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lacinato kale

Summer Greens

I love the cool weather vegetable season, because there are so many greens – ruffled red and green kales, a rainbow of chard, lettuces, broccoli (the leaves are delicious), and lots of Asian vegetables that cry out for stir fry. But when the weather gets hot, choices are more limited. How can I feed my craving for growing greens?

It turns out, there are lots of greens that can beat our Central Florida summer heat. Many are staples in tropical countries, but aren’t as well known here. To be fair, some aren’t easy to grow north of Central Florida, since they freeze easily. But we can take advantage of our warm climate to grow nutritious and delicious greens. Here are some top picks:


Lacinato Kale

Lacinato (Dinosaur) Kale – Curly Kale will melt by the end of June, but with a little shade, Lacinato Kale will keep going through the heat. Easy to grow from seed, or buy transplants in the fall from most garden centers.


Okinawa Spinach

Okinawa Spinach Gynura crepioides. Okinawa spinach, with dark purple undersides on its leaves, is both beautiful and nutritious. This sprawling plant grows in sun or part shade and loves hot weather. Growth will slow in cold weather and it can freeze to the ground, but will come back from the roots. It is easy to start from cuttings. Find it on amazon, from hirts.com, or locally from Grower Jim.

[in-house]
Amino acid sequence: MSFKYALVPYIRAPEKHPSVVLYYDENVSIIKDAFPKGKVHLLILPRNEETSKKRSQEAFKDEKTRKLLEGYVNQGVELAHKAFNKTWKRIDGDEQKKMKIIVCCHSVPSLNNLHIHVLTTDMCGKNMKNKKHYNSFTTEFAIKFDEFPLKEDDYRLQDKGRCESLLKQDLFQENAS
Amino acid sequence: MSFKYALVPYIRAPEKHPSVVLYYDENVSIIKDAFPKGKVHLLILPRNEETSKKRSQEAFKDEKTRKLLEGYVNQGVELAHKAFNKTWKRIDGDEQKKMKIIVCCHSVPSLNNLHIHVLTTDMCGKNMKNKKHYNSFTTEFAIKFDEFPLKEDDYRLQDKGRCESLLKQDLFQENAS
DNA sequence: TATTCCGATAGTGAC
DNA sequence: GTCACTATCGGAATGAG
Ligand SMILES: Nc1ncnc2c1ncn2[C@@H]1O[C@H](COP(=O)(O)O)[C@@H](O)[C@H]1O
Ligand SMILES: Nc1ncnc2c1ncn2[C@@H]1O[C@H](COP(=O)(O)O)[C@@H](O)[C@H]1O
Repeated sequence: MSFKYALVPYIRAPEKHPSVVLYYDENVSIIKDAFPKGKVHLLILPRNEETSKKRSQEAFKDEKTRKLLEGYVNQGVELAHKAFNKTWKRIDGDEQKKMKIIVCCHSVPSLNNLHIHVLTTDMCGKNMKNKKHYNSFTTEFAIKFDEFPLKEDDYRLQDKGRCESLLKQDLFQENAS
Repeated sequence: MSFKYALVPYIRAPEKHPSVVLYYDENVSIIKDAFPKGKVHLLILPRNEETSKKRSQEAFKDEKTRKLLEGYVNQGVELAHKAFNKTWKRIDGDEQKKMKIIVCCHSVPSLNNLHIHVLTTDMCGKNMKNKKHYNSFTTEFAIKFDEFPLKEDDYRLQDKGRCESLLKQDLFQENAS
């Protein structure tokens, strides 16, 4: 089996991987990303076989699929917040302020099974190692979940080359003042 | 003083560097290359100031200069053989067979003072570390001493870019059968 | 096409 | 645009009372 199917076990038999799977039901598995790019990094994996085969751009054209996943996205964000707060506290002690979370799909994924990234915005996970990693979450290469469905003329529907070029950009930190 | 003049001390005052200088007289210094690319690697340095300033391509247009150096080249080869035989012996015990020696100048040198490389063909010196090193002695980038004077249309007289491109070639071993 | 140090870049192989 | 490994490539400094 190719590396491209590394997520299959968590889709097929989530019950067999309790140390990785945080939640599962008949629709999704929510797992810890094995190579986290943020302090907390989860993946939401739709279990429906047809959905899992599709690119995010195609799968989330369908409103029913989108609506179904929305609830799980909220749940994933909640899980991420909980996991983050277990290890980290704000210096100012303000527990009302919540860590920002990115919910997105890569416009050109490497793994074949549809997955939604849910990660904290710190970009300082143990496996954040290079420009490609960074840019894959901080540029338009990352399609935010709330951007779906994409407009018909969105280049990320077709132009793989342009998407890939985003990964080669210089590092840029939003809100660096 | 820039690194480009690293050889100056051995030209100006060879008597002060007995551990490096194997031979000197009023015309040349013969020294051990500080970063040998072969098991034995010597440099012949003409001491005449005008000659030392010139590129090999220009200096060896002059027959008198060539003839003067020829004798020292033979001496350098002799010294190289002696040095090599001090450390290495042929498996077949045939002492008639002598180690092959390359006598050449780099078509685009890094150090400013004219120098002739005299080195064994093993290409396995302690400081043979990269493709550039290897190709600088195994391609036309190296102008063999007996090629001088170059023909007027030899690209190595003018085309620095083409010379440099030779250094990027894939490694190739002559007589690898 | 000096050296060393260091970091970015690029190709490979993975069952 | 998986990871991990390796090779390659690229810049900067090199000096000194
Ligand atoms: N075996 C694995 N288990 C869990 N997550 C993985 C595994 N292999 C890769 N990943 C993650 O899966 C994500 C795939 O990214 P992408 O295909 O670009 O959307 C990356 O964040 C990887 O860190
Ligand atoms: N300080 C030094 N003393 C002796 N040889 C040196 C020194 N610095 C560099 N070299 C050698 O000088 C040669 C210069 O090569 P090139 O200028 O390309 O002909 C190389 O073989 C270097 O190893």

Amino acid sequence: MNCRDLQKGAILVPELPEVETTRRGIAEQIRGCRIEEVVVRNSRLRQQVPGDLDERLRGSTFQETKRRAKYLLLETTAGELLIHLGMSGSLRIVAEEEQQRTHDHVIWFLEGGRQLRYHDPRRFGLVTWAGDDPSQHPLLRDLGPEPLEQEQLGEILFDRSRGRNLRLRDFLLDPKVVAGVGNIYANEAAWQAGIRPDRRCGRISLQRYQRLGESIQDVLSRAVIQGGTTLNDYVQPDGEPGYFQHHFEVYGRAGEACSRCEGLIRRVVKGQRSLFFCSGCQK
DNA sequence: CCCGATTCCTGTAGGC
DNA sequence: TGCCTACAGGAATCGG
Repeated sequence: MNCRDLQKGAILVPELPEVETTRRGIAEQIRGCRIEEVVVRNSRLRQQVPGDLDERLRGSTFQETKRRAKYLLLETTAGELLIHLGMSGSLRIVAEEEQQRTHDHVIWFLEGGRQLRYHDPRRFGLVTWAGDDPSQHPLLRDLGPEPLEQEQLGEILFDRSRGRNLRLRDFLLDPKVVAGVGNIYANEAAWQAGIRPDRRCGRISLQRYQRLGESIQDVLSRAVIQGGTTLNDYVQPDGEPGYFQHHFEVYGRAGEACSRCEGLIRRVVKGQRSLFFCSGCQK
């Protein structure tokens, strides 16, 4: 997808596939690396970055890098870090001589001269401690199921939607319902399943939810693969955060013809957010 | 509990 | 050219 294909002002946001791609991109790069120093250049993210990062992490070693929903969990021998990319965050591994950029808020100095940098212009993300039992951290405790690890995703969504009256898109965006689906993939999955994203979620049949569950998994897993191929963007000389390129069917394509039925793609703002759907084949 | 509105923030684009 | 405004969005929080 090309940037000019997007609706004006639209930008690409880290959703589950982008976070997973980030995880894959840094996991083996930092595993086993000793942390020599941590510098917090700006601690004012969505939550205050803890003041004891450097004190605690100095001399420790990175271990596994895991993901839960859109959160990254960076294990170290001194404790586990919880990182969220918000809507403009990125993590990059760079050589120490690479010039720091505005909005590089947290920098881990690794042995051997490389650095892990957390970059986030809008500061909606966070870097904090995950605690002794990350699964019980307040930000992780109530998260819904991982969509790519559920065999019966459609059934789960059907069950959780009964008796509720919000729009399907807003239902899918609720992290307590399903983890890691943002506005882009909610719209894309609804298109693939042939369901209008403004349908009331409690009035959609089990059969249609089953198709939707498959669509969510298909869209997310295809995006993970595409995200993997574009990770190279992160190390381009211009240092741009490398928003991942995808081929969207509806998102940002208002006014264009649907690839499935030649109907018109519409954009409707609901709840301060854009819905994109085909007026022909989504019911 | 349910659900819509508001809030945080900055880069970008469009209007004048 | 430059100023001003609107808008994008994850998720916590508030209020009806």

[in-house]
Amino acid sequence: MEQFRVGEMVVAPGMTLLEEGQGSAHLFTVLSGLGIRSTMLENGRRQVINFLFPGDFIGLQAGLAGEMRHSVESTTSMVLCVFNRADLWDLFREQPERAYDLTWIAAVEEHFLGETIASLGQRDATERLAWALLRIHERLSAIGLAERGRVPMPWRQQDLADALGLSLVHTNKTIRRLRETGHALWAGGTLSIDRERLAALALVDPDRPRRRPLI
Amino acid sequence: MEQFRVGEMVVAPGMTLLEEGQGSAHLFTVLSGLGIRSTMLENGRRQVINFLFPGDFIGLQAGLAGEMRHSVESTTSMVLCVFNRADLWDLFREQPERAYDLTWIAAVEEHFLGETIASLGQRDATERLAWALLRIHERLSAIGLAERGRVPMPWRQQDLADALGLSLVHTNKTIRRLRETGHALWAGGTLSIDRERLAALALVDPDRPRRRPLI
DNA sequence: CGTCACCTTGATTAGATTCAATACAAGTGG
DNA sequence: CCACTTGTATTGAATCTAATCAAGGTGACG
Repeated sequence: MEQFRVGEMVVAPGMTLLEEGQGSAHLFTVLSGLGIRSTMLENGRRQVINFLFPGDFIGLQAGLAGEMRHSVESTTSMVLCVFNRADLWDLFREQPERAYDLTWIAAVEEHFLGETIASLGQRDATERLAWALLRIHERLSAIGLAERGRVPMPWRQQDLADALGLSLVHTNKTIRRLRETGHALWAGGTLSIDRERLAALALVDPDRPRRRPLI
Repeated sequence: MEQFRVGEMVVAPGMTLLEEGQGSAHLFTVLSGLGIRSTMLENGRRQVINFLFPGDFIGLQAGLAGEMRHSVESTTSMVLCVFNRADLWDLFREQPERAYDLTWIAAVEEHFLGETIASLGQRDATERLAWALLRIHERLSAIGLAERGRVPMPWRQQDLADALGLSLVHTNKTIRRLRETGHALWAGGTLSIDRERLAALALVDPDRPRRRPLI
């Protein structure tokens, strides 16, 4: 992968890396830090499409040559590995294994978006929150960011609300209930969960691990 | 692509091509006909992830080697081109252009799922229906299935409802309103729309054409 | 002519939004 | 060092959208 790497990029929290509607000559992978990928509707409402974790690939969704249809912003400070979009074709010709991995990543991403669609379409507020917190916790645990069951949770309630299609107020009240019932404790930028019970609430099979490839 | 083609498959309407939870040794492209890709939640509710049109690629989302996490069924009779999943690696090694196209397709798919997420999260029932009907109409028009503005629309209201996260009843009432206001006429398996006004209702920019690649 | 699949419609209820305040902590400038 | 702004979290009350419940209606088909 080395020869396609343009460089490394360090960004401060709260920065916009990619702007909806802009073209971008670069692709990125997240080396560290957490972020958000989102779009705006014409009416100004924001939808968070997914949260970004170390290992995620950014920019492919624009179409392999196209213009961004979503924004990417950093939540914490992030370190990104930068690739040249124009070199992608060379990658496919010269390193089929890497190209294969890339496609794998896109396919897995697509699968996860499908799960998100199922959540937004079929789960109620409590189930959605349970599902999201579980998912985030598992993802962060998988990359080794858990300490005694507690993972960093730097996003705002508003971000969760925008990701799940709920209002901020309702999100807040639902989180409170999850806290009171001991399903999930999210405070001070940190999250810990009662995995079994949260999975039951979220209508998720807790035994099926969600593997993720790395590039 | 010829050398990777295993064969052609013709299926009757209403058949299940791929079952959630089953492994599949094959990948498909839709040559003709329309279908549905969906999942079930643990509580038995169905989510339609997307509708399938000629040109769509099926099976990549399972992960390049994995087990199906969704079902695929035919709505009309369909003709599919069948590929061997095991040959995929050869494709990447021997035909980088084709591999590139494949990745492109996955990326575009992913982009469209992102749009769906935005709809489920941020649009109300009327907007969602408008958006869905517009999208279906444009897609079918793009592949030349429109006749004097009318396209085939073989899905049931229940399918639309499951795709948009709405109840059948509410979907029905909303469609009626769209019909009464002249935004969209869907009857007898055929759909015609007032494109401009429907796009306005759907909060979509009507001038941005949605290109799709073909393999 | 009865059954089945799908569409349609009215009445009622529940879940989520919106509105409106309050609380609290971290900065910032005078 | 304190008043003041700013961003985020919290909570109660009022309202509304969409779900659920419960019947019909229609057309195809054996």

Longevity Spinach

Longevity SpinachGynura Procumbens. Also called Leaves of the Gods, Moluccan Spinach, and daun dewa, Longevity spinach is known in many cultures for lowering blood sugar and cholesterol. Like its relative, Okinawa spinach, it grows in sun or part shade but may die back to the roots in a freeze. It roots readily from cuttings. Find it on amazon, from hirts.com, or locally from Grower Jim.


Katuk

Katuk Sauropus androgynus. Also called Sweetleaf Shrub, Katuk is a shrub that grows to about four feet in height. In Central Florida, it prefers part shade. Find it on amazon, from hirts.com, or locally from Grower Jim.


Moringa

MoringaMoringa oleifera. Moringa is considered one of the most nutritious plants in the world, and may have anti-cancer and anti-diabetic properties. Moringa is a large, fast growing, but brittle tree – unless you have a large space, keep it in a container. Prune to make it bushy, or it will grow tall and spindly without many leaves. Get seeds online (soak before planting), or potted trees at local nurseries.


Malabar Spinach

Malabar SpinachBasella alba, Red Malabar Spinach – Basella rubra. Malabar spinach is a heat loving, ornamental vine with succulent leaves. It is very easy to grow from seed; in fact, if vines are left to flower, seedlings will pop up all over the garden. Get seeds online from amazon or rareseeds.com.


Surinam Spinach

Surinam SpinachTalinum triangulare. Also called Jewels of Opar, waterleaf, and Ceylon spinach, among others. Related to purslane, Surinam spinach grows to about two feet and has lovely pink flowers. It likes part shade and hot weather, and will freeze to the ground. Grow it from cuttings or get seeds from amazon or southernexposure.com.


Holy Basil

Holy BasilOcimum sanctum. Holy basil, or Tulsi, is related to Sweet Basil, but doesn’t have the spaghetti-enhancing flavor. It grows into a sturdy three foot high bush and reseeds freely. Get seeds online from amazon or rareseeds.com.

There are plenty of easy to grow options for summer greens – and you can’t get fresher food than picking a salad from your own yard!

This blog post was written by UF IFAS Extension Orange County Master Gardener, Mary Ann Pigora, class of 2017. The UF IFAS Extension Orange County Master Gardener Volunteers play a crucial role in the outreach of UF IFAS Extension.